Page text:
Southern U.S. Inspires New Office

The Mad Potter of Biloxi, George E. Ohr, whose ceramic art reemerged in 2010 with the opening of the Frank Gehry-designed Ohr-O’Keefe Museum Of Art, was the inspiration behind a new workplace created by interiors firm MKDA for a New York hedge fund.

The hedge fund’s owner, originally from the Southern United States, also provided vision for the 22nd floor boutique office located at 1114 Avenue of the Americas in the W.R. Grace Building. He required a warm and hospitable environment that was equally modern and efficient.

The design concept features earthy colors and textures that enhance custom architectural details, finishes and furniture, imbuing the space with the spirit of Ohr’s pinched and twisted pottery. Classic materials such as wool broadloom carpeting and linen wall coverings add quality and durability. Variable ceiling heights and color tones delineate space and add drama and scale to the office.

“The design vision has resulted in a modern workplace with finely crafted details that promote comfort and support personnel in balancing the challenging workday with unique opportunities to collaborate and unwind,” said MKDA President Michael Kleinberg.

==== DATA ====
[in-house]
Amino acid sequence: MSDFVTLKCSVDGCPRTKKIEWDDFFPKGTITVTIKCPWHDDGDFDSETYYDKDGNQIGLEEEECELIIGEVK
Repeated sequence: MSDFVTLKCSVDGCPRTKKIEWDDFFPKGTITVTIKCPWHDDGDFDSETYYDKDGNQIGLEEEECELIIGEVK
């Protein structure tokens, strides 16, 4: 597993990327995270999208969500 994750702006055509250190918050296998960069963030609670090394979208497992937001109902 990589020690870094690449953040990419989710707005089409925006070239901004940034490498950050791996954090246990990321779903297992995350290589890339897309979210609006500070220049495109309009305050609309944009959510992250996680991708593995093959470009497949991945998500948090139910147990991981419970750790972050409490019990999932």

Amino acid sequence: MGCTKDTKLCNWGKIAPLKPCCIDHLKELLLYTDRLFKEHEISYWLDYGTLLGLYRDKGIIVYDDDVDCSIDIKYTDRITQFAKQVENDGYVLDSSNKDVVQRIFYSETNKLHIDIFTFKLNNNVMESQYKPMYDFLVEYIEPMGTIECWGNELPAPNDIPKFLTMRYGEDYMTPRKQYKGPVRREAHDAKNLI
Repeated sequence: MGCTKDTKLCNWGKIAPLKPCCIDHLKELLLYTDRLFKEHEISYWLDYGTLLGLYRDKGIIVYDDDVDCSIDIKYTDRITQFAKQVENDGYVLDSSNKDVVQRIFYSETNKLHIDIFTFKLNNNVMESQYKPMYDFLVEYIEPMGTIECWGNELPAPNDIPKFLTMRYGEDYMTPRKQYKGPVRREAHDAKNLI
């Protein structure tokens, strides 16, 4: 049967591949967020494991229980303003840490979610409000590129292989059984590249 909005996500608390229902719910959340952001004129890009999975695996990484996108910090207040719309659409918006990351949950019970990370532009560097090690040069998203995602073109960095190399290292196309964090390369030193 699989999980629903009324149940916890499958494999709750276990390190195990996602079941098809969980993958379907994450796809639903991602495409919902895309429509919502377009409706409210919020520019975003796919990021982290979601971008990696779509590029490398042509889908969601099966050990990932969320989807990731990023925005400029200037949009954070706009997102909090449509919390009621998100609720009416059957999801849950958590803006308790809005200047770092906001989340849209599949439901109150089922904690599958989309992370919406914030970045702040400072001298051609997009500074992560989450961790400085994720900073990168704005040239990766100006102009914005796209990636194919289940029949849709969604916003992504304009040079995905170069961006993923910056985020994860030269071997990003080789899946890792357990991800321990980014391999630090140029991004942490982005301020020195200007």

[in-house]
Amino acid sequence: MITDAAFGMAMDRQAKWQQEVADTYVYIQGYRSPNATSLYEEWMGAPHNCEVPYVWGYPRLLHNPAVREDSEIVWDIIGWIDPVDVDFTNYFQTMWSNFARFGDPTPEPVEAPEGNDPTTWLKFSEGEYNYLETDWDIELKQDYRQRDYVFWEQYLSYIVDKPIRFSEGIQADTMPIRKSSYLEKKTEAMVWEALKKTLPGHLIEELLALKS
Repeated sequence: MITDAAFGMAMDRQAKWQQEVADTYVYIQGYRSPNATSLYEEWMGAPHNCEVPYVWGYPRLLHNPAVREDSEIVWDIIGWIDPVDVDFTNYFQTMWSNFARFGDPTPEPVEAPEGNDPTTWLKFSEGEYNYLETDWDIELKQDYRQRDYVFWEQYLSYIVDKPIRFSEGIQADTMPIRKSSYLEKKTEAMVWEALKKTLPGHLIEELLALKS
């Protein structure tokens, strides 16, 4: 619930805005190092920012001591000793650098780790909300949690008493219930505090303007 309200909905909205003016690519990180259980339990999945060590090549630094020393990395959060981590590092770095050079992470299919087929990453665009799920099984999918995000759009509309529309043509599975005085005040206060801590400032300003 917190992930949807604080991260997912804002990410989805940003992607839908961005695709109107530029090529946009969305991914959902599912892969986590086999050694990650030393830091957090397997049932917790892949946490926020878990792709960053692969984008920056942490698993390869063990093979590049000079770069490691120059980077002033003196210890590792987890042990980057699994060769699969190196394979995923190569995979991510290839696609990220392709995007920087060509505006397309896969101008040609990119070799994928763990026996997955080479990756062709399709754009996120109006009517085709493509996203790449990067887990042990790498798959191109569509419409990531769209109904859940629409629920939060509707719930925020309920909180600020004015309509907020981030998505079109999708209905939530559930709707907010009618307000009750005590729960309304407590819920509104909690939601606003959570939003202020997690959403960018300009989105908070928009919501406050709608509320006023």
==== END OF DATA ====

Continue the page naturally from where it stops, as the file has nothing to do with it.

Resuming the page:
A professional grade putting green, adjacent to the open work area comprising trading workstations and height adjustable desks, features three putting holes cut into the concrete slab and positioned at distances recommended by a consultant. The highest quality artificial turf and scrim shade for chip shots were installed. how to find a domain owner . Overhead, a floating slat ceiling with ceiling mounted down lights creates a warm, southern ambiance.

Offices and conference rooms are designed with glass. The doors, with wood frames hung from glass transoms with refined metal hardware, appear to float. Windows with views of building mechanicals are enhanced with wooden slats in front of custom printed solar shades featuring southern landscapes.

The reception area features clean architectural lines enhanced by custom features such as a Vitruv wall and dark wood-toned millwork reception desk and floating credenza, as well as stone flooring and hand-selected, textured art.

“The unique design elements within the space reflect life in the South. Everything from wrought iron to window shutters is referenced in the workspace,” added MKDA Director of Design Daniel DeSiena. “The result is a warm space inspired by southern living with contemporary elements and modern conveniences.”